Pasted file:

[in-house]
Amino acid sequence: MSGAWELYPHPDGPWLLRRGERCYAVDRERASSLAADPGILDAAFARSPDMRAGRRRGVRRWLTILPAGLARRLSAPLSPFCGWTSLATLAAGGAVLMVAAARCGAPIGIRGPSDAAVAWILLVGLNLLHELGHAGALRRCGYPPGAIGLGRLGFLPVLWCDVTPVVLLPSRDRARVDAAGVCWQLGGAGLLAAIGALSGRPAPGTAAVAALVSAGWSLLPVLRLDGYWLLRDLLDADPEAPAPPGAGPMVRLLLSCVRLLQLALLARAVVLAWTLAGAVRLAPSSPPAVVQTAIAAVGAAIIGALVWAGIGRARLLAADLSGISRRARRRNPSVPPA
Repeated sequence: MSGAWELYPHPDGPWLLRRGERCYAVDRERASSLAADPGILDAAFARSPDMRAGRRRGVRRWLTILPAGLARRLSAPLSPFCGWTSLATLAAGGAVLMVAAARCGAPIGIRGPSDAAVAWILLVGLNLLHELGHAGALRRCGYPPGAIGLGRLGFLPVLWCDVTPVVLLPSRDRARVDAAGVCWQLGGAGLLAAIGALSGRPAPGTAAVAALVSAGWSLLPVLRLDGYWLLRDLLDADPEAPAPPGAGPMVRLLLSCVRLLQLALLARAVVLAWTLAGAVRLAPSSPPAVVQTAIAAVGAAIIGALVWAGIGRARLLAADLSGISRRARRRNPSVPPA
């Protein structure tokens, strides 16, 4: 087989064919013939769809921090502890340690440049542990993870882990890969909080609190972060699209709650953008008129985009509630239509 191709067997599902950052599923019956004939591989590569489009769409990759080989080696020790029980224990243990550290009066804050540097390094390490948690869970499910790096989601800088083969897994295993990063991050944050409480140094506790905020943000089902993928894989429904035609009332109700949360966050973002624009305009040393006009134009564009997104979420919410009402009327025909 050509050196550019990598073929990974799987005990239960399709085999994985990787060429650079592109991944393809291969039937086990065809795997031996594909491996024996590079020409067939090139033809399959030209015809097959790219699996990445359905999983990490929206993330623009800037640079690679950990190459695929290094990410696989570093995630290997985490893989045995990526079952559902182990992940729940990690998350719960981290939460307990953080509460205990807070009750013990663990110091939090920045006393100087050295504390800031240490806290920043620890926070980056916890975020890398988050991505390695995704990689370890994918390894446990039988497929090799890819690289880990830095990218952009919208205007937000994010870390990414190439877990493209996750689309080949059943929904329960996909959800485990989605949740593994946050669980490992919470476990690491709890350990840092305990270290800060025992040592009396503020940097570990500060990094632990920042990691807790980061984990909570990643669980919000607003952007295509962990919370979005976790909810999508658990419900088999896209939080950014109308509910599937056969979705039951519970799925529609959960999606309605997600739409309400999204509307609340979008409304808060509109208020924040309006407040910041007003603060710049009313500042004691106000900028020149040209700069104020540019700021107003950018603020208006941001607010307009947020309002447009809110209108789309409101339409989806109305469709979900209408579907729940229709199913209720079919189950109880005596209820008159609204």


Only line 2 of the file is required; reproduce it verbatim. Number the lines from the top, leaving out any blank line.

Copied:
Amino acid sequence: MSGAWELYPHPDGPWLLRRGERCYAVDRERASSLAADPGILDAAFARSPDMRAGRRRGVRRWLTILPAGLARRLSAPLSPFCGWTSLATLAAGGAVLMVAAARCGAPIGIRGPSDAAVAWILLVGLNLLHELGHAGALRRCGYPPGAIGLGRLGFLPVLWCDVTPVVLLPSRDRARVDAAGVCWQLGGAGLLAAIGALSGRPAPGTAAVAALVSAGWSLLPVLRLDGYWLLRDLLDADPEAPAPPGAGPMVRLLLSCVRLLQLALLARAVVLAWTLAGAVRLAPSSPPAVVQTAIAAVGAAIIGALVWAGIGRARLLAADLSGISRRARRRNPSVPPA